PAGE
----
Time Capsule

   

Middle Daughter graduated from high school almost three months ago.  Then, the summer seemed to stretch out before us like we had all the time we could possibly want.  Now there are only days before she moves into her college dorm.

                I haven’t really been processing this.  I’ve simultaneously been staying very busy and purposefully refusing to think about how there will be another empty bedroom upstairs before the end of the week. 

                A big part of me knows that getting teary-eyed around her is probably the last thing she needs.  I feel this need to be strong for her, as if that might help her somehow.  At the very least, to make her not feel like she has to worry about me.  About how I’m handling things.

                Because I will be okay.  I know this. 

                That’s the nature of being a mom, right?  We bend and we bend, we weather the extreme emotional storms of every variety.  But we don’t break. We might feel like we come pretty darn close, but we don’t…  We get back up.  And we keep going. Even when we feel like we can’t.  Even when it’s the hardest.

                For her whole senior year, the hybrid schedule, the Google meets, the Zooms, the quarantines, I’d gotten so used to disappointments and cancellations. We all got knocked down over and over again.  I’d gotten so used to stuffing down and swallowing all the feelings, because I knew however sad I was, what she was feeling was at least a hundred times worse.  I’d watched her be so sad so many times it broke my heart.

                All those senior year milestones, the whole “year of lasts” that we looked forward to rejoicing in and celebrating, so many of them didn’t happen.  The last show choir competition, the last big spring concert and theater musical with full audiences, the last dance competition… so many of those “lasts” happened in 2019, and we didn’t even know it.  We thought we had one more of everything.

                So when December rolled around and her show choir had an outdoor Christmas performance for a local senior home, I spied on them from behind the trees, in the shadows.  Like a thief in the night.  I wasn’t even supposed to be there.  I cried quietly for all the performances they couldn’t do, for all the shows I couldn’t watch.

                Senior year is like a capsule of time-released emotions- you get to let out the bursts one at a time, over time.  The whole year went by and I didn’t experience the build-up and release to get myself prepared.  There weren’t all those opportunities every month to let out all the feelings that go with watching one of your babies get ready to fly, to sit and share knowing looks with other parents of seniors, to pass some tissues to another mom without a word needing to be said.

                 And now the summer is nearly over and I’m left wondering how the hell this happened. How can it all be over when there was supposed to be so much more to it?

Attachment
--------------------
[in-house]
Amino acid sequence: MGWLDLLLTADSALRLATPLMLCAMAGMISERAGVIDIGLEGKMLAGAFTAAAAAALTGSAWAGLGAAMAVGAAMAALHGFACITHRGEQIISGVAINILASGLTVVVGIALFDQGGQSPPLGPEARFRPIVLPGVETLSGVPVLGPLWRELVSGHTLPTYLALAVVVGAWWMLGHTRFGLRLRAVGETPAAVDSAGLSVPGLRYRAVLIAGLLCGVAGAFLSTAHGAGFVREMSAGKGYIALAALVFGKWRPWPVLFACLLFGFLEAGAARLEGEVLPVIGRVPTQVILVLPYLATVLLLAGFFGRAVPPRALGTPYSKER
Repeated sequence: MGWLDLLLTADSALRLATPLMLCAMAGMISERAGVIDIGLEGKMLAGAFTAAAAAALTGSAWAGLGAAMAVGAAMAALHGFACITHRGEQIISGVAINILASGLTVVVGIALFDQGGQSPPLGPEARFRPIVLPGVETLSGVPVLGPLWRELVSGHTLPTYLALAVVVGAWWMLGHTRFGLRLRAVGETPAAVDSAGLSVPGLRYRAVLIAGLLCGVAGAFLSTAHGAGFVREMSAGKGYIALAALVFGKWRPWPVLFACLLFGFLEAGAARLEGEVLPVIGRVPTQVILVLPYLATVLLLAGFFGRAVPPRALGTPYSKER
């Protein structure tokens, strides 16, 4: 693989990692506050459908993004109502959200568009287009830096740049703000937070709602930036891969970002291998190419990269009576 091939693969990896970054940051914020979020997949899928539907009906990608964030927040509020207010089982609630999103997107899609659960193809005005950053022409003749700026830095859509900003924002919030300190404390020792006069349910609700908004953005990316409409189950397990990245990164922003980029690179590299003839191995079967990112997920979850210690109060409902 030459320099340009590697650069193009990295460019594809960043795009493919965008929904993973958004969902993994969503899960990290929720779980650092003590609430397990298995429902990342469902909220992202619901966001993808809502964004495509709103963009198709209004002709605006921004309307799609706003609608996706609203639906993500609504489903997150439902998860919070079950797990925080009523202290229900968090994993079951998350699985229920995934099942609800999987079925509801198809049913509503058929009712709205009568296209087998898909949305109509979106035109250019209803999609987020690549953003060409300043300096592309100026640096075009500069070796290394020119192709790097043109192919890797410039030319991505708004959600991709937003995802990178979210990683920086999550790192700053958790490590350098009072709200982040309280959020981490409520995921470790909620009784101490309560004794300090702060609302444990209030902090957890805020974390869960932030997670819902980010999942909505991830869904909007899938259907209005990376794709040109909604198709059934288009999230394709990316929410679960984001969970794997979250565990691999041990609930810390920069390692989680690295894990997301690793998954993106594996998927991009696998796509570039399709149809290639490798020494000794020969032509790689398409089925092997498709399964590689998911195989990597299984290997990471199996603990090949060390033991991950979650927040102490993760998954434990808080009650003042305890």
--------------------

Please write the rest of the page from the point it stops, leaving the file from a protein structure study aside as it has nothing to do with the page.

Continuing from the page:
I thought I’d come to terms with my grief for this “lost year” for her (and for me, if I’m being honest here), but I guess I’m not quite there.

                It’s all threatening to spill out at once- like every day for this entire week.  How is my family going to deal with me like this?  How am I going to deal with me like this?

                Because at the same time I’m so unbelievably excited and hopeful for her.  It’s a strange dichotomy of sentiments that parents are keenly aware of.  I can’t wait to hear about her classes, about new friends and experiences and living in the city.  I’m excited for her to be excited. I’m hopeful for her to find something she will be passionate about.  I’m excited to watch her develop her independence and confidence. To learn about herself and grow into the amazing adult I know she will be. 

                This is happening while I’m playing that scene from “The Jungle Book”  in my head. The one where Mowgli sees the girl from the village and walks out of the jungle… Bagheera urging quietly, “Go on, go on…” and Baloo whimpering, “Come back, come back…”

                I am Bagheera and Baloo at the same time, smiling through my tears.

                It’s so hard watching your kids take a piece of your heart with you when they leave.  Maybe there’s good in that too, that you are always with them no matter what.

                I have never felt so acutely aware of how little time I have left with my three kids.  Even when Oldest Daughter graduated, I thought to myself, at least I have three more years with Middle Daughter, and Youngest Son is still so young.

                Those years have folded in on themselves like a Twilight Zone episode.

                Time is no friend to me.

                I struggle to make sense of it all.  But it never does.  Time passes so slowly.  Time passes too quickly. There is no time. Only emotions that I can’t seem to get a hold of….

                I can only hope that I’ve done enough. That I’ve loved enough, and let them know it. That I’ve listened enough, and laughed enough with them.  That I’ve been there enough.

                So that they feel like they can come back.  Because that’s what’s left.

                If I’ve done my job well, it will be enough.  They’ll grow and fly and leave… but they’ll always know where home is.  They’ll always know where that piece of my heart will lead them.

                And I’ll be here. Always.

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